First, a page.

Spring in Alaska: The Vagrant Hotspots of Adak, St. Paul Island, and Gambell deliver during the High Lonesome BirdTours Trips 2017


This juvenile White-tailed Eagle was one of the highlights during our visit to St. Paul Island, but little did we know things would even get better Photo Stephan Lorenz

What a fantastic year for rarities in western Alaska and every time time we thought it couldn’t get any better, it certainly did! Each of the High Lonesome BirdTours trips this season connected with a smattering of vagrants, some truly rare and others present in unprecedented numbers. I thought we had an exceptional spring last year (see here), but this season actually topped any of the years I have spent in western Alaska. Combining the Adak, St. Paul Island, and Gambell tours we found an amazing 20 species of Asiatic vagrants, best of all, the rarities were seen well by our groups. What was even more amazing were the incredible moments when the numbers of rarities just kept increasing or that mega-rarity just popped up in front of us.


Bramblings, Bramblings everywhere , we counted more than 150 in one day on Adak this year Photo Stephan Lorenz

Some of the most memorable moments included flocks of Bramblings on Adak that just built and built during our stay until reaching a grand total of 160 for a one day count, a record number in the central Aleutians. On St. Paul Island we wandered out among the dunes looking for a Wood Sandpiper and minutes later stood in awe as a juvenile White-tailed Eagle, flapping heavily in the rising winds, flew right over us, allowing for hundreds of close photos to be taken. The following day we couldn’t believe our eyes when we counted three Red-necked Stints in a melt pool, but within minutes five more flew in right in front of us (plus the Wood Sandpiper materialized)!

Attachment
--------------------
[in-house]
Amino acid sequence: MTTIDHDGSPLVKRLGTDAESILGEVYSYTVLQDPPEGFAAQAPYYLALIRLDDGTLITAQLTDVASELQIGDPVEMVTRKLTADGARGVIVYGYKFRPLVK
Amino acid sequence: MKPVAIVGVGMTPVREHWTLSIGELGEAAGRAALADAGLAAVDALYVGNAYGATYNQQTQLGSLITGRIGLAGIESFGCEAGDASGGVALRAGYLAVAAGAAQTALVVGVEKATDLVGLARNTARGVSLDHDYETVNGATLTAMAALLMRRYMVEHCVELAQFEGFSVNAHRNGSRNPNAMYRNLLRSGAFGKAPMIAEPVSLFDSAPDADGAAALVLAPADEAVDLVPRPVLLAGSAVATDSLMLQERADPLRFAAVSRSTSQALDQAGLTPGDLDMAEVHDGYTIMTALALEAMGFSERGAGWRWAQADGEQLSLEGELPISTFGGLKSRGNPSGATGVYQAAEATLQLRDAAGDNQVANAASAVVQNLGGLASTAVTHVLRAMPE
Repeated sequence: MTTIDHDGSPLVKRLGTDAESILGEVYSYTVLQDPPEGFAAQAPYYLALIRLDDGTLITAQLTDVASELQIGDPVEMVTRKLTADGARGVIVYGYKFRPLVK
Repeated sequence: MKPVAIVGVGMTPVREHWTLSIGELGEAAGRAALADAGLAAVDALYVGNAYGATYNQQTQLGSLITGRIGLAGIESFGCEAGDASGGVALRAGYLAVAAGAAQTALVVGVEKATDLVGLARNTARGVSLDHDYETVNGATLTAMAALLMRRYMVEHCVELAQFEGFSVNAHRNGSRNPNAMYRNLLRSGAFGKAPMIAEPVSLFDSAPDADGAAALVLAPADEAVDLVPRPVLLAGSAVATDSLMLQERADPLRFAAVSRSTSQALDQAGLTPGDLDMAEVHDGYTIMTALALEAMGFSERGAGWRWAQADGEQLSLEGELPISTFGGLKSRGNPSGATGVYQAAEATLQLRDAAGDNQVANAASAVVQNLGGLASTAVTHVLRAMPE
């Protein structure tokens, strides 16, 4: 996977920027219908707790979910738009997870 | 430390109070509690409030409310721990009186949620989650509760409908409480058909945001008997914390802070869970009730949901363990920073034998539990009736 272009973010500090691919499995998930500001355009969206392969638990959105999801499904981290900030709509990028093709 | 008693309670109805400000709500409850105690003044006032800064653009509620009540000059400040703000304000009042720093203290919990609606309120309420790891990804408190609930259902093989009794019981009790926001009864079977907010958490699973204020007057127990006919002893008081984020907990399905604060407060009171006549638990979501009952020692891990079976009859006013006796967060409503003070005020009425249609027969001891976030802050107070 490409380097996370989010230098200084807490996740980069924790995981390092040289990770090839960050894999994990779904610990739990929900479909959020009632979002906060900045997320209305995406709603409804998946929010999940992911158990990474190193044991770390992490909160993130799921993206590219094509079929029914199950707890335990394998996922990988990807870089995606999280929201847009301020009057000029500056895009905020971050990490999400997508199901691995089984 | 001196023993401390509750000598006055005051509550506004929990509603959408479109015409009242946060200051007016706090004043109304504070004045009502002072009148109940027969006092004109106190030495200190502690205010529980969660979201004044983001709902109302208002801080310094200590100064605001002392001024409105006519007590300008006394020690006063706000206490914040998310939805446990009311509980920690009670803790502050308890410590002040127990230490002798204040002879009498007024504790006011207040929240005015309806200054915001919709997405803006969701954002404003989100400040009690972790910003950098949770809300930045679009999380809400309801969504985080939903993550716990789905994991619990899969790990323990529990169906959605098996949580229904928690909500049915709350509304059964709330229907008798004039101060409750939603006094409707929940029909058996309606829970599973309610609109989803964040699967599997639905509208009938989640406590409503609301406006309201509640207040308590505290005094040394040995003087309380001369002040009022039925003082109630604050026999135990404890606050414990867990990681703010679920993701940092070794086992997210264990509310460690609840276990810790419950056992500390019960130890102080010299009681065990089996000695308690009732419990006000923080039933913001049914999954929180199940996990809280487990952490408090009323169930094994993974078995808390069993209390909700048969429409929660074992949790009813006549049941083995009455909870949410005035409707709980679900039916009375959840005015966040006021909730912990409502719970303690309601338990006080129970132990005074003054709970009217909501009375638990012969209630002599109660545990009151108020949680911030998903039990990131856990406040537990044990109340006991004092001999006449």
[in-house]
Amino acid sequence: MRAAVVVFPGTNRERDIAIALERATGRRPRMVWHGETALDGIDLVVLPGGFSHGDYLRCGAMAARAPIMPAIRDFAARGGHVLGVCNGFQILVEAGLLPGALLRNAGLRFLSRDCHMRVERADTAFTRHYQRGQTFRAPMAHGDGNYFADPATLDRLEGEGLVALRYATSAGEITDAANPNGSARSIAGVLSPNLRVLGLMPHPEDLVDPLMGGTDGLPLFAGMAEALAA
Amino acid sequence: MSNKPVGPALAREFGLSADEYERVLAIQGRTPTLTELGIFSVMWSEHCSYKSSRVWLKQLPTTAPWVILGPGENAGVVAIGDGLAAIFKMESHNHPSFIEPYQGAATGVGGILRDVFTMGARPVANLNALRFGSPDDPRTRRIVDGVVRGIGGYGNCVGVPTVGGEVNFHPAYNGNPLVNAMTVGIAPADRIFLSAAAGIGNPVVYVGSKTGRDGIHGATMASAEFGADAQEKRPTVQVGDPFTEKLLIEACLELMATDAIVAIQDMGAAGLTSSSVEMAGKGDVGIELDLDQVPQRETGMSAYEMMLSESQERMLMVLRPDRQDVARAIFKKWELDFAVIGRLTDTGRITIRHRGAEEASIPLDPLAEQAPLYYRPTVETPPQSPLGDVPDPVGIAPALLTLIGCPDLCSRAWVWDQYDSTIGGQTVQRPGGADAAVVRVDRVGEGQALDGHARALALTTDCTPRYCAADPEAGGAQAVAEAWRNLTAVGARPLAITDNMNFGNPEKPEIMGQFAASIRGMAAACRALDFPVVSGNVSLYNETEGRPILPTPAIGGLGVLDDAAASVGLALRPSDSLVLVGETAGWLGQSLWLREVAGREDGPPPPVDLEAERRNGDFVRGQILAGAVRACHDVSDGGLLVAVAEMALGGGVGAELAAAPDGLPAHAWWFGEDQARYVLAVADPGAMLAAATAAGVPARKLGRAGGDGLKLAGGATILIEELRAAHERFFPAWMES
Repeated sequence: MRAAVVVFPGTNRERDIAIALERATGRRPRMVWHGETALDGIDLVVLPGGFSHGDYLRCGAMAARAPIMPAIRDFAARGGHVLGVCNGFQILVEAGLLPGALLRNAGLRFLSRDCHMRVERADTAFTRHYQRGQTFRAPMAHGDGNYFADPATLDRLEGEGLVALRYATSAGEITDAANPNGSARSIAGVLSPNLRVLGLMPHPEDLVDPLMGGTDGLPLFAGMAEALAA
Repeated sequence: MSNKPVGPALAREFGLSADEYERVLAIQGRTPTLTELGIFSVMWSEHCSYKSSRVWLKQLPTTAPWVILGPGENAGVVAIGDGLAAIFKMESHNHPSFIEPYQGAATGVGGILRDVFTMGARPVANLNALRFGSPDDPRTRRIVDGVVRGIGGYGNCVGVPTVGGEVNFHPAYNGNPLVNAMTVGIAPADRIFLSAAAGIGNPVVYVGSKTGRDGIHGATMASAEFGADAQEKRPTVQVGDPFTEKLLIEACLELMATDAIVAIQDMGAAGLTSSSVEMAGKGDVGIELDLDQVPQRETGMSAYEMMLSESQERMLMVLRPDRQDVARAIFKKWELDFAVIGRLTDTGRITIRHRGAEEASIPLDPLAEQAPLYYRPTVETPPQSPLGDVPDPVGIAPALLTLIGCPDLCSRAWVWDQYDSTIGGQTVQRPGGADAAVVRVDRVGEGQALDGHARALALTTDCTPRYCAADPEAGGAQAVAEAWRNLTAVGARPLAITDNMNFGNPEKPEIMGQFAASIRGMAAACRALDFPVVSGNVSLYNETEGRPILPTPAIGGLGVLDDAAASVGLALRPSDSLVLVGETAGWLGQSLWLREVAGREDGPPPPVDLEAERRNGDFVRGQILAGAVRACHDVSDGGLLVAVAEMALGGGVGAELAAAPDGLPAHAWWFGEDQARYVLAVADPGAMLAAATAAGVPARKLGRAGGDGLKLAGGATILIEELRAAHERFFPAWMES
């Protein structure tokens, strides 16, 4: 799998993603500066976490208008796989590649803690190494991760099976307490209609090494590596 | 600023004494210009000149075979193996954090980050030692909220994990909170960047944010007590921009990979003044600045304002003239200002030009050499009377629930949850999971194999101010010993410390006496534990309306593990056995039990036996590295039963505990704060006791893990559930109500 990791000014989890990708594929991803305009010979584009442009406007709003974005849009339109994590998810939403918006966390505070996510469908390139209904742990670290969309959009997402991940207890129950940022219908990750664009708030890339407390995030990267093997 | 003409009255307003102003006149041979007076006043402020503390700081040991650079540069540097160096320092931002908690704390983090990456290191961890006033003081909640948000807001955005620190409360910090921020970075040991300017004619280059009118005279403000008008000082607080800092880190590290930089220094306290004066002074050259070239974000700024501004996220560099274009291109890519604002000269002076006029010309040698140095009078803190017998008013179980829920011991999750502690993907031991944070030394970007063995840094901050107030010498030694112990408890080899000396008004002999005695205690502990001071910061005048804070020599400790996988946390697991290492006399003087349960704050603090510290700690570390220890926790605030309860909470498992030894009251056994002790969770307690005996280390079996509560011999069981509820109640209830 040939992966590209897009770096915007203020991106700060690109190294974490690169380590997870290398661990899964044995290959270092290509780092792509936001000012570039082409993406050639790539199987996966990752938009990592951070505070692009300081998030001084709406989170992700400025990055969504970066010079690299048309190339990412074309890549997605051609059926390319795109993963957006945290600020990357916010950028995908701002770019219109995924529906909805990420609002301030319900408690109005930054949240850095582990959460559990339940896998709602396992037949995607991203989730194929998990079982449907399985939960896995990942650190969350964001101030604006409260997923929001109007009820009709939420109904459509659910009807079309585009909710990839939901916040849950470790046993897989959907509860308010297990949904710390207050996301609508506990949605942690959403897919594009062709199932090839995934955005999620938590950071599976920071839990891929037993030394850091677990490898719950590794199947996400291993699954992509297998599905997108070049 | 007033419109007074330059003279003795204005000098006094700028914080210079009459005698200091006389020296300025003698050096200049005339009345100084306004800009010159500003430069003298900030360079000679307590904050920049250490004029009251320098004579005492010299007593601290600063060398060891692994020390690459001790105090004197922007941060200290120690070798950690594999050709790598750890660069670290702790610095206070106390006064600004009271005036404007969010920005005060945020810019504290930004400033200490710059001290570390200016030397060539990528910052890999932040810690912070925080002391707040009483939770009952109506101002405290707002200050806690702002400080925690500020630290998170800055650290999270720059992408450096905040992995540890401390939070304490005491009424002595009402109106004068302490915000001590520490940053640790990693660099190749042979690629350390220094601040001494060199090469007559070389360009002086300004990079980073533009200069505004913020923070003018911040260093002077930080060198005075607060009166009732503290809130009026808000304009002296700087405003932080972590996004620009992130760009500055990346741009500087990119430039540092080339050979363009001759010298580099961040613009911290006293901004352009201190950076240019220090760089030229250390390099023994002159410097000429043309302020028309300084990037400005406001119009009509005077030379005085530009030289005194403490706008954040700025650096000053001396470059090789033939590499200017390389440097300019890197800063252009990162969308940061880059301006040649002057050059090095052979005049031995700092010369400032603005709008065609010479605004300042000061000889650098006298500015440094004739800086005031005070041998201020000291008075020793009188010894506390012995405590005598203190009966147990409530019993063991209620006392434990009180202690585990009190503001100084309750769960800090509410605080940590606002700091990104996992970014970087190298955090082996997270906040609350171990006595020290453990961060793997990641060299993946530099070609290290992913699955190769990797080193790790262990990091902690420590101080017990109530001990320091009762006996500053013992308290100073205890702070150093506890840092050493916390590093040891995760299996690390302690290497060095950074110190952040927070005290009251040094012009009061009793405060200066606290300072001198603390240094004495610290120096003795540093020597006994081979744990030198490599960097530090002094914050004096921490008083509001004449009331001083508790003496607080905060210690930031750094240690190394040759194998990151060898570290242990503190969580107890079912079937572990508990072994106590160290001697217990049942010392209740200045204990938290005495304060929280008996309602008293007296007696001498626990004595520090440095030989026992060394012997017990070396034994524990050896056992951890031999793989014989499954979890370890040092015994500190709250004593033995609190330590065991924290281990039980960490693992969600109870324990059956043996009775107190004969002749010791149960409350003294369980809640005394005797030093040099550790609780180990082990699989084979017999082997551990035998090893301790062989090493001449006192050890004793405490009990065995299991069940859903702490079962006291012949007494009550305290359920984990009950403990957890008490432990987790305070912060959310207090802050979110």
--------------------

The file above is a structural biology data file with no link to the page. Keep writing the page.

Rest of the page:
Usually just one of these stunning Red-necked Stints will be a highlight, but we counted a dozen in a day this year on St. Paul Island Photo Stephan Lorenz

On Gambell we thought we had notched up the mega-rarity of the season when we connected with a Common “Siberian” Chiffchaff found by Paul Lehman. The bird cooperated well, offering exceptional views, but the following day our group found a male Pallas’s Bunting, which after the majority of birders on island got to see it was voted best bird of the spring.


This Common Chiffchaff was not only rare, but also very cooperative, delighting our group with exceptional views Photo Stephan Lorenz

Let me summarize our three trips to the famous vagrant hotspots of western Alaska (Adak, St. Paul Island, and Gambell) and share some of the excitement and exciting finds of the season. I mainly focus on rarities here, but we of course also notched up a large number of specialties, including nearly all Bering Sea alcids, five species of loons, jaegers, Red-legged Kittiwake and more.

Things started off very well in Adak when the first evening of our visit produced a small flock of Bramblings and the winds continued flowing from the west. With high hopes we set forth during our first full day and while carefully checking a small stand of spruce trees we found an Eye-browed Thrush (later we would discover a second individual), this is a very rare vagrant to Adak. In the wetlands we discovered a pair of Eastern Yellow Wagtails, the Asiatic subspecies, and Common Snipes were displaying overhead. While we did manage to find a White Wagtail that had been sighted by others, it did take us two days of looking to finally relocate the Rustic Bunting that had been seen, but then we had exceptional views.